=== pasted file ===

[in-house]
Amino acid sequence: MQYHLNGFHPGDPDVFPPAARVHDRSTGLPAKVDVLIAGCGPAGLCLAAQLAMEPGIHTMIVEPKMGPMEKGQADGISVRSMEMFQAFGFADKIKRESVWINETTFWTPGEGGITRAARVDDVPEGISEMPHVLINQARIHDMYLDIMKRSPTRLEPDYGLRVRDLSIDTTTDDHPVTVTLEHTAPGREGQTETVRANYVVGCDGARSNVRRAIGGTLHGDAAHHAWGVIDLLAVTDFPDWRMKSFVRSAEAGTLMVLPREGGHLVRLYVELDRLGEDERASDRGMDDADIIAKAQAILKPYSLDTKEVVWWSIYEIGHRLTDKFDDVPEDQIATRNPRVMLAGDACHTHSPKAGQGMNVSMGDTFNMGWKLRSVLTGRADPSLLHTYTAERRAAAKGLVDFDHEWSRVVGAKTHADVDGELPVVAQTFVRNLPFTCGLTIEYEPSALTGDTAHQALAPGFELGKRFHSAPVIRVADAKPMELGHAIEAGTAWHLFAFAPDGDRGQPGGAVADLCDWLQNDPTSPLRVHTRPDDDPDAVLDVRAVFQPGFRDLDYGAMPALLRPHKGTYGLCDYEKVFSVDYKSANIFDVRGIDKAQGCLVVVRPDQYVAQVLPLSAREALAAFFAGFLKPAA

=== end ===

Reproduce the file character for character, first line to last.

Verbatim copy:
[in-house]
Amino acid sequence: MQYHLNGFHPGDPDVFPPAARVHDRSTGLPAKVDVLIAGCGPAGLCLAAQLAMEPGIHTMIVEPKMGPMEKGQADGISVRSMEMFQAFGFADKIKRESVWINETTFWTPGEGGITRAARVDDVPEGISEMPHVLINQARIHDMYLDIMKRSPTRLEPDYGLRVRDLSIDTTTDDHPVTVTLEHTAPGREGQTETVRANYVVGCDGARSNVRRAIGGTLHGDAAHHAWGVIDLLAVTDFPDWRMKSFVRSAEAGTLMVLPREGGHLVRLYVELDRLGEDERASDRGMDDADIIAKAQAILKPYSLDTKEVVWWSIYEIGHRLTDKFDDVPEDQIATRNPRVMLAGDACHTHSPKAGQGMNVSMGDTFNMGWKLRSVLTGRADPSLLHTYTAERRAAAKGLVDFDHEWSRVVGAKTHADVDGELPVVAQTFVRNLPFTCGLTIEYEPSALTGDTAHQALAPGFELGKRFHSAPVIRVADAKPMELGHAIEAGTAWHLFAFAPDGDRGQPGGAVADLCDWLQNDPTSPLRVHTRPDDDPDAVLDVRAVFQPGFRDLDYGAMPALLRPHKGTYGLCDYEKVFSVDYKSANIFDVRGIDKAQGCLVVVRPDQYVAQVLPLSAREALAAFFAGFLKPAA